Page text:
In September 2005 I collected and planted 450 seeds from an old Purple Beech - the only beech I could find in Powell River. There were about 250 germinations and from them about 170 seedlings survived. In fall 2006 I transplanted about 100 into their final positions. Spacing is about 16 inches. They vary in height from about 8in to 12in. There's a variety of colours - about 20% full reversions to green, about 20% full purple and 60% all shades in between. I'm now thinking about feeding them for maximum growth this year. A local organic supplier, Welcome Harvest Farm, suggests using Steamed Bone Meal 3% nitrogen; 15% phosphorus and 24% calcium and recommends using it with other organic fertilizers for best results. 1) What do members think about that? and 2) what other options are there?
you cant medicate without a diagnosis. Have some soil tests done, determine what is and what is not in your soil then you can determine what would be a good thing to apply.
and FWIW Welcome Harvest Farms makes some good stuff, I used to be a wholesale seller of the line a few years back.
Paul Buikema, CLP - Retail, I.S.A. Certified Arborist. Certified Tree Risk Assessor, 2003 BCLNA Young Member of the Year, 2010 BCLNA Member of the Year, BC Arborist Technician Supervision & Sign Off Authority
It seems to me that your trees are incredibly closely planted - what's going to happen when they're 10' tall and mashing into each other? Will you trim them to grow like boxes?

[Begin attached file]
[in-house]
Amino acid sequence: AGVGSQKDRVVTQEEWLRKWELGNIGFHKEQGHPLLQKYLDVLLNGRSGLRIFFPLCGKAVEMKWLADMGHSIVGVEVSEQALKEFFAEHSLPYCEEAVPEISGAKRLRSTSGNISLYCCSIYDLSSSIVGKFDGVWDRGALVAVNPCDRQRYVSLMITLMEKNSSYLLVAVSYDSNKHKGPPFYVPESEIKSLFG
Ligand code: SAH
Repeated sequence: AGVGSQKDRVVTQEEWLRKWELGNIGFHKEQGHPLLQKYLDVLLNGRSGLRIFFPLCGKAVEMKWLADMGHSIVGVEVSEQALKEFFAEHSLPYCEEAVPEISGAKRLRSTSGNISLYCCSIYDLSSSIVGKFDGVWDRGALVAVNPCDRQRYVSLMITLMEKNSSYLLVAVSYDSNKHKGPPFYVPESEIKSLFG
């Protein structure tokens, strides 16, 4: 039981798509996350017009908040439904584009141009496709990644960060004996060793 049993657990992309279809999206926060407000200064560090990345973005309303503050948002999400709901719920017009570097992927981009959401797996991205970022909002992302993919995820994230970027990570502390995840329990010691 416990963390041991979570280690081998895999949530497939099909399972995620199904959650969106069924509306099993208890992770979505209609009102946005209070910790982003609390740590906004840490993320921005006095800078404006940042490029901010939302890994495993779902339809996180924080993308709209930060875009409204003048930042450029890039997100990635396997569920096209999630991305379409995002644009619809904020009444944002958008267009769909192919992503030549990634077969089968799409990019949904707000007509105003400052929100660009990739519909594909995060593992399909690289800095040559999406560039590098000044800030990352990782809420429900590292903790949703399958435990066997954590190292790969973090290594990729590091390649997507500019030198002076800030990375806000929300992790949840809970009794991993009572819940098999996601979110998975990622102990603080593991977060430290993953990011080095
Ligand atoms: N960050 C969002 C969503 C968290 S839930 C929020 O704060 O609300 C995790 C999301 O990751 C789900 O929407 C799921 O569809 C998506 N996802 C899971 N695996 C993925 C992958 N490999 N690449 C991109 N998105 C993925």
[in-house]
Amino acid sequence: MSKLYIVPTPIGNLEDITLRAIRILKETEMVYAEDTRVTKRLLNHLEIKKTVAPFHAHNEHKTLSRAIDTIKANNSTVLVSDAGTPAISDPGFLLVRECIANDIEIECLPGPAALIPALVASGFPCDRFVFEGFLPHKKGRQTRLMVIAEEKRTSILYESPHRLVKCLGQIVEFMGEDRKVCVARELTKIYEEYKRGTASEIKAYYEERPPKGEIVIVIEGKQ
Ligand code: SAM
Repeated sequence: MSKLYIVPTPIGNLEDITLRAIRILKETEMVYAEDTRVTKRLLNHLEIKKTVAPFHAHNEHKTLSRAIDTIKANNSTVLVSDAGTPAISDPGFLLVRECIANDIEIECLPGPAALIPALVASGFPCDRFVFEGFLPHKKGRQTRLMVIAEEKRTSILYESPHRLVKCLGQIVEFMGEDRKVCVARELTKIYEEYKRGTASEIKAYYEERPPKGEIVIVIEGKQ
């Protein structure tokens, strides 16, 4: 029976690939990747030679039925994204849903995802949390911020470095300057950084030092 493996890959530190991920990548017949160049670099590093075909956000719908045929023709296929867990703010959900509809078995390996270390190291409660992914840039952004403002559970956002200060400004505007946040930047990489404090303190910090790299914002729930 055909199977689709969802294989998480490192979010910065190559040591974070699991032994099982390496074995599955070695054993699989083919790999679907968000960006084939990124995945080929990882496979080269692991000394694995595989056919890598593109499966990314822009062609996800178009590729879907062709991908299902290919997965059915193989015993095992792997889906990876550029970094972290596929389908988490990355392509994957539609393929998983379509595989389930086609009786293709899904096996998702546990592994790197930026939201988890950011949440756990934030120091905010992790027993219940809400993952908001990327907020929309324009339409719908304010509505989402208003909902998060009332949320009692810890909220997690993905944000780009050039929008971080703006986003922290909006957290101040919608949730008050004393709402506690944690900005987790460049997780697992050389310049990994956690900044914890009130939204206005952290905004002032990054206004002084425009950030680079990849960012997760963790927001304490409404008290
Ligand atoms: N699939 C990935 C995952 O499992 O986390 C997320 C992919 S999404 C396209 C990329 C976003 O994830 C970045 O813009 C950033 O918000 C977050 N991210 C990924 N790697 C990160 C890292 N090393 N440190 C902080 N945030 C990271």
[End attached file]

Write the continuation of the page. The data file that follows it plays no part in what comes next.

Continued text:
I think the spacing is OK for a hedge. If you're not familiar with beech hedges you have green in the summer and coppery brown all winter long. In springtime the new leaves replace the old ones. I don't think that happens with mature beech trees, just hedges. I plan to top them somewhere between 8 and 10 ft. On my lot I also have three beeches with 16 inch spacing. They were about 4 years old when I planted them in 2003. But it is too expensive to grow a beech hedge from nursery trees - you're looking at $40 - $50 each. I've attached one picture of my trees taken in March 2006 showing 2005 leaves and the same trees again in May where you can see the new leaves emerging.
A word of caution to all: For two years running I had no success whatever in buying commercial seed. The seeds I referred to in my first post I harvested in Sept. 05 and were planted within 2 weeks.
Yes. I lived in Surrey, UK and it was common there. If you do an Internet search on 'Beech Hedge' you will get a lot of pictures and information. There is a nursery in New Zealand which has pics of the same hedge in winter and summer. Then there is the 'Mother' of beech hedges in Meiklour, Scotland. I don't know its exact height but guessing 50 feet.
I agree with you about the change of colour - 2 hedges for the price of one you might say. But also it has a natural look and doesn't need careful grooming. The classic beech hedge is Fagus Sylvatica pure and simple which, of course, is green in summer. Between now and September try and find an old (must be 60-80 years) green beech and be ready with a stout bag. I'm fairly sure there are some in Vancouver if not Maple Ridge. Give the seeds a squeeze to ensure they are not empty. I'd be interested to hear how it goes. Good hunting!